She was unmarried, untouched and almost thirty, but novelist Amanda Briars wasn't about to greet her next birthday without making love to a man. When he appeared at her door, she believed he was her gift to herself, hired for one night of passion. Unforgettably handsome, irresistibly virile, he tempted her in ways she never thought possible...but something stopped him from completely fulfilling her dream. Jack Delvin's determination to possess Amanda became greater when she discovered his true identity. But gently-bred Amanda craved respectability more than she admitted, while Jack, the cast-off son of a nobleman and London's most notorious businessman, refused to live by society's rules. Yet when fate conspired for them to marry, their worlds collided with a passionate force neither had expected...but both soon craved.
In this feisty and frolicsome historical, Kleypas (Where Dreams Begin, etc.) proves that turning 30 can signal the beginning of an exciting new decade, even for a 19th-century spinster. Free-thinking Amanda Briars, who writes scandalous tales of romance and intrigue, has resigned herself to a life of solitude, but she feels that her lack of a husband shouldn't preclude her from being intimate with a man just once. On the night of her clandestine meeting with a male prostitute, however, handsome and unscrupulous publishing tycoon Jack Devlin appears at her door instead. Mistaking Jack for the man that she sent for, Amanda shares an amorous moment with him before she recovers her senses and pushes him out the door. One week later, Amanda encounters her nighttime visitor at a London soiree and is mortified to learn that he is her new publisher. A series of delightful exchanges follows as the two attempt to reconcile their need for independence and their growing passion for each other. Although both Amanda and Jack are fully developed characters, it is Jack, the half-Irish bastard son of a lord, who truly shines as he struggles to overcome his dark past. Brisk pacing, witty repartee and memorable protagonists will ensure that Kleypas's newest is well received. (June 5) Copyright 2001 Cahners Business Information. -- PUBLISHERS WEEKLY.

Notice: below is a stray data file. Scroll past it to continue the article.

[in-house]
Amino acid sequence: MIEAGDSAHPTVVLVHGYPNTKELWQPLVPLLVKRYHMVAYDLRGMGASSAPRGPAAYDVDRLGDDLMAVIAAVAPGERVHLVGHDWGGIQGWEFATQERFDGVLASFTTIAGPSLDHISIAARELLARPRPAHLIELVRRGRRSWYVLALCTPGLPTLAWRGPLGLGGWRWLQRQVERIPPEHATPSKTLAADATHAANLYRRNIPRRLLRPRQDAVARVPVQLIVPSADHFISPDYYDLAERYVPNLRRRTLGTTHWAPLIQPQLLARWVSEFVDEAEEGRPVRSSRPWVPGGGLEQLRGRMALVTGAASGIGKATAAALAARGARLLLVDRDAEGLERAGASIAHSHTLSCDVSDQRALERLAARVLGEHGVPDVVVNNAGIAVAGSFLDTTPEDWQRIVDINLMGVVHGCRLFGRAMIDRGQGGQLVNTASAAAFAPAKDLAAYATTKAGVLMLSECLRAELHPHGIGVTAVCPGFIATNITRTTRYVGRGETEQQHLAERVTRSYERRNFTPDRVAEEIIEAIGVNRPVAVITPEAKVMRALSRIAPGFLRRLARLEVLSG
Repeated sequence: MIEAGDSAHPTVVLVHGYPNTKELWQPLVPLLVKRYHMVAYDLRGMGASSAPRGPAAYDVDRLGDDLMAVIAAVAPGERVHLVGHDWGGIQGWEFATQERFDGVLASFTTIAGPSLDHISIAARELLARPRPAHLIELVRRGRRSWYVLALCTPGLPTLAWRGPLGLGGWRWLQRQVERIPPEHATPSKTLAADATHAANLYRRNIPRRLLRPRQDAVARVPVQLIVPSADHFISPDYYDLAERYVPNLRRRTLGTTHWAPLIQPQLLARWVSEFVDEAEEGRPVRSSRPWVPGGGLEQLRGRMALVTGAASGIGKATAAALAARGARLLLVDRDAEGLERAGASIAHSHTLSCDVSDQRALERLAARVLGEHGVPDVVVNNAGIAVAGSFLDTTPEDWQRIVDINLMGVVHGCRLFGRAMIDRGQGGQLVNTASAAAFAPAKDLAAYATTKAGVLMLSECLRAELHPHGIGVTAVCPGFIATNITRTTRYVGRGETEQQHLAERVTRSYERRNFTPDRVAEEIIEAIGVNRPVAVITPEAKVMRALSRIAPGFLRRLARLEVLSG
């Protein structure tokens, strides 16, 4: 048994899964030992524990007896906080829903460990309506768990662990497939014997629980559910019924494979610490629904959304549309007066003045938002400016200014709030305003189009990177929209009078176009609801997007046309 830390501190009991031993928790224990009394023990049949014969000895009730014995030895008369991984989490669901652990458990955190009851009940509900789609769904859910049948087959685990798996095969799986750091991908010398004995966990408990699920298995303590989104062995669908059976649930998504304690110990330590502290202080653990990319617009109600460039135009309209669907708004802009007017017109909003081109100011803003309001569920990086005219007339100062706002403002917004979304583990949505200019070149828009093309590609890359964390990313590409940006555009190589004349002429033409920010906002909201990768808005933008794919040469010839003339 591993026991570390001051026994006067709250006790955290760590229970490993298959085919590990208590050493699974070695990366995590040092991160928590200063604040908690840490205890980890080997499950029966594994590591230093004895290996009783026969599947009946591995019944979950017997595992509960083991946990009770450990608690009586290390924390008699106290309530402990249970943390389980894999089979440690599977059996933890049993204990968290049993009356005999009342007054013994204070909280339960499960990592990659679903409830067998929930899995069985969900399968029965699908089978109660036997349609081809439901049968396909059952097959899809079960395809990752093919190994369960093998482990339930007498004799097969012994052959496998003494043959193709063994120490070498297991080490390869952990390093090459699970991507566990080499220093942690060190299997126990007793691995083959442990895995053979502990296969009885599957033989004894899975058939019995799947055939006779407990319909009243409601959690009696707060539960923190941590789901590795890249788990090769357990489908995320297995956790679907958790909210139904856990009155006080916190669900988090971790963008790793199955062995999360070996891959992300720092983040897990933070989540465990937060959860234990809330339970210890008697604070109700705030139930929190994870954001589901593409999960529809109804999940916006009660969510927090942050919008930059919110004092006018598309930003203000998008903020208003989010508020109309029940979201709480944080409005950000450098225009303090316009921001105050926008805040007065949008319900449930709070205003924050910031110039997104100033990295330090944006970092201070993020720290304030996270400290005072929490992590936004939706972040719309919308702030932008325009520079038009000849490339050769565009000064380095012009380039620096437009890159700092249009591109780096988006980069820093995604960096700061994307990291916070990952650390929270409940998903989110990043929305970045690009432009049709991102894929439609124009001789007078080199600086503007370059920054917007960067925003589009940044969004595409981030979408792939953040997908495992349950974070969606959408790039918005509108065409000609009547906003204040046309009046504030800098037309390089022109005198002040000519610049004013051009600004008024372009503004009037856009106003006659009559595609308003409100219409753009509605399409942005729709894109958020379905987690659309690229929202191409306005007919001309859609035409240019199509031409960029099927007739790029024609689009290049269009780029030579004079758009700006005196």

Showing 1-2 of the 2 most recent reviews
1 . Wonderful
Posted March 11, 2012 by Cynthia Weaver , Hammond, IndianaBy far, the best Kleypas novel to date. I will never let my copy go.
2 . predictable
Posted March 01, 2010 by erie , butler, panothing great about this book, just something throw together for some one to try and make a buck, started out different but middle to end was tired chore to read
May 31, 2001
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Excerpt from Suddenly You by Lisa Kleypas
Amanda knew exactly why the man on her doorstep was a prostitute. From the moment she had ushered him inside in the manner of someone harboring an escaped convict, he had stared at her in dumbfounded silence. Obviously he lacked the cranial equipment necessary to pursue a more intellectually challenging occupation. But, of course, a man didn't need brains to do what he had been hired for.